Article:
11. 11. (Investigations (ovulation disorder FSH and LH levels  Levels of FSH and LH hormone should be measured between days two and five in women who have periods, or at random if cycles are infrequent or absent.  Raised FSH indicates ovarian failure  Raised LH (with normal FSH) suggests PCOS Prolactin  Hyperprolactinaemia is rare in the absence of amenorrhoea.  if marginally raised with regular cycle may suggest PCOS; if raised with amenorrhoea suggests prolactinoma
  12. 12. (Investigations (ovulation disorder Sex hormone binding globulin (SHBG( SHBG would not routinely be investigated, but if there is uncertainty about a diagnosis of PCOS, a low SHBG provides supportive .evidence
  13. 13. (Investigations (fallopian tube damage  Chlamydia serology is the best initial screen for tubal disorder. A raised chlamydia antibody titre ( > 1:256) is associated with a high likelihood of tubal damage.  High antibody titres ( > 1:256) may indicate current or previous tubal infection, and both partners should be treated with an appropriate antibiotic (such as oxytetracycline, erythromycin, azithromycin, or ofloxacin).  Treatment does not correct tubal damage but prevents reactivation if laparoscopy or other pelvic surgery is indicated.
  14. 14. (Management (Sperm dysfunction Couples in which the man has sperm dysfunction need early referral for in vitro fertilisation, usually with intracytoplasmic sperm injection (the direct injection of a single sperm into each ). egg
  15. 15. Management of ovulation disorder Clomifene citrate  Clomifene citrate is usually given on days 2­6 of the cycle  The starting daily dose should not exceed 50 mg, and probably never 100 mg daily except in very obese women.  Mid­luteal serum progesterone measurements can be used to check for an ovulatory response.  Because of a possible association with later borderline ovarian tumours, clomifene should not be prescribed in nulliparous women for more than 12 months.
  16. 16. Management of ovulation disorder Dopamine agonists  Dopamine agonists such as bromocriptine and cabergoline are safe and effective treatments for hyperprolactinaemia.  However, the diagnosis and monitoring of women with presumed hyperprolactinaemia can be sufficiently complicated to warrant specialist referral.  It is worth considering pharmacological causes for hyperprolactinaemia (such as dopamine antagonists, some antihypertensives, and major tranquillisers).  It is unlikely that dopamine agonist treatment will overcome iatrogenic cause of raised prolactin levels.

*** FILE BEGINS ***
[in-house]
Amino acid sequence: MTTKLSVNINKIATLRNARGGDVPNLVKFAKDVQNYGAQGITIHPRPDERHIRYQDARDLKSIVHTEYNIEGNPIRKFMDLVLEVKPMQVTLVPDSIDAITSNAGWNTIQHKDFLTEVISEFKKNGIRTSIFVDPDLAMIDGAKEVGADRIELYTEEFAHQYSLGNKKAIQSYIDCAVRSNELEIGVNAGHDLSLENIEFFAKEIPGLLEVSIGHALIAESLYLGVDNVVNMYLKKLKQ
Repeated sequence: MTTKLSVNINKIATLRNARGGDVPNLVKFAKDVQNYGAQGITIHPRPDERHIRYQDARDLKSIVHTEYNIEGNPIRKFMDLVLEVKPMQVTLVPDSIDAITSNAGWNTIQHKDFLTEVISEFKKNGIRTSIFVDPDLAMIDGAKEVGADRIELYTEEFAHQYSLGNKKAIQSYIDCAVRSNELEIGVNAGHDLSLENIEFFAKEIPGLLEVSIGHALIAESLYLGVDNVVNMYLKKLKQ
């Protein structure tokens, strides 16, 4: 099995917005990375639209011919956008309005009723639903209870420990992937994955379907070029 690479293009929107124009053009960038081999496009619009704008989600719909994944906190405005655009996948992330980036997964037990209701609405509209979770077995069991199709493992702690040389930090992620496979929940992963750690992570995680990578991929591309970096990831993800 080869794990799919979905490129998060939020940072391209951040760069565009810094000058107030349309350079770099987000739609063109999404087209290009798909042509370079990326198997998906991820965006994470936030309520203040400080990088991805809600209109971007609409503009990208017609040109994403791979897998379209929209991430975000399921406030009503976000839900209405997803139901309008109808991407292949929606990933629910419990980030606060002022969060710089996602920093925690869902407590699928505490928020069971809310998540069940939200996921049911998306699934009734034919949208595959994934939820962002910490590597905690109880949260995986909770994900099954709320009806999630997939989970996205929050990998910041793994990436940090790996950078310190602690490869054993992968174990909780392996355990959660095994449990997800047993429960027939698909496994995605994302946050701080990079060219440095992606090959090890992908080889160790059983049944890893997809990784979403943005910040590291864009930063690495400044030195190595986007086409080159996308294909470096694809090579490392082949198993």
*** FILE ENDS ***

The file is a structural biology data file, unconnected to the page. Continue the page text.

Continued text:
17. 17. Management of ovulation disorder Metformin  Over 90% of women with oligomenorrhoea or amenorrhoea are reported to return to normal cycles with treatment, with 20% conceiving within six months.  The starting dose of metformin is 500 mg daily. At this dose many women get more regular ovulatory cycles. If not the dose may be increased to 500 mg twice daily for a minimum of three months.  If cycles become regular, it is worth continuing for six months at this dose. If a woman's cycle remains irregular the dose can be increased to 500 mg three times daily or 850 mg twice daily.
  18. 18. Management of ovulation disorder  Mid­luteal progesterone level 5­10 days before menstruation will indicate whether normal ovulation is occurring.  Women still without periods or ovulatory progesterone levels can be given additional clomifene as described above.  The combination of metformin and clomifene induces ovulation in about 90% of women with polycystic ovary syndrome.  Metformin should be stopped when a woman has a +ve pregnancy test.
  19. 19. Management of fallopian tube damage When positive chlamydia serology or HSG suggest fallopian tube damage, appropriate antibiotic treatment for chlamydia followed .by early referral for specialist opinion is indicated
  20. 20. Indications for early referral to a specialist fertility clinic  Woman's age > 38 years  Duration of infertility > 3 years  Serum chlamydia antibody titre > 1:256  FSH concentration in early follicular phase > 10 IU/l  LH concentration in early follicular phase > 10 IU/l  Abnormal seminal fluid analysis
  21. 21. THANK YOU